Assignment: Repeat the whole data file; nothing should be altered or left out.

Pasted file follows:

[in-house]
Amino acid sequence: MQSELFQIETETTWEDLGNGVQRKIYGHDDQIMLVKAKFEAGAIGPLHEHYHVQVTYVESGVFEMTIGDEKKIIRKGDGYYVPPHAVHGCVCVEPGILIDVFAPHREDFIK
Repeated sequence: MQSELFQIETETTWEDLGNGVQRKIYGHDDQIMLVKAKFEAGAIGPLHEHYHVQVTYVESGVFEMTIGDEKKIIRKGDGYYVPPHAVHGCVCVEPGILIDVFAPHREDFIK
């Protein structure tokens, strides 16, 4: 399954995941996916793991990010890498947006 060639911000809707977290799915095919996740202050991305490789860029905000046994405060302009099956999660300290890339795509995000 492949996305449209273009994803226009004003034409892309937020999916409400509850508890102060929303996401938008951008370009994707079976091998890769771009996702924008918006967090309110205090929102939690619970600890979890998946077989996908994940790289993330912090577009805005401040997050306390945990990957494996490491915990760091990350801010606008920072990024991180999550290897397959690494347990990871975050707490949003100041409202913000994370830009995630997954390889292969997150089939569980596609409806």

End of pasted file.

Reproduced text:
[in-house]
Amino acid sequence: MQSELFQIETETTWEDLGNGVQRKIYGHDDQIMLVKAKFEAGAIGPLHEHYHVQVTYVESGVFEMTIGDEKKIIRKGDGYYVPPHAVHGCVCVEPGILIDVFAPHREDFIK
Repeated sequence: MQSELFQIETETTWEDLGNGVQRKIYGHDDQIMLVKAKFEAGAIGPLHEHYHVQVTYVESGVFEMTIGDEKKIIRKGDGYYVPPHAVHGCVCVEPGILIDVFAPHREDFIK
């Protein structure tokens, strides 16, 4: 399954995941996916793991990010890498947006 060639911000809707977290799915095919996740202050991305490789860029905000046994405060302009099956999660300290890339795509995000 492949996305449209273009994803226009004003034409892309937020999916409400509850508890102060929303996401938008951008370009994707079976091998890769771009996702924008918006967090309110205090929102939690619970600890979890998946077989996908994940790289993330912090577009805005401040997050306390945990990957494996490491915990760091990350801010606008920072990024991180999550290897397959690494347990990871975050707490949003100041409202913000994370830009995630997954390889292969997150089939569980596609409806």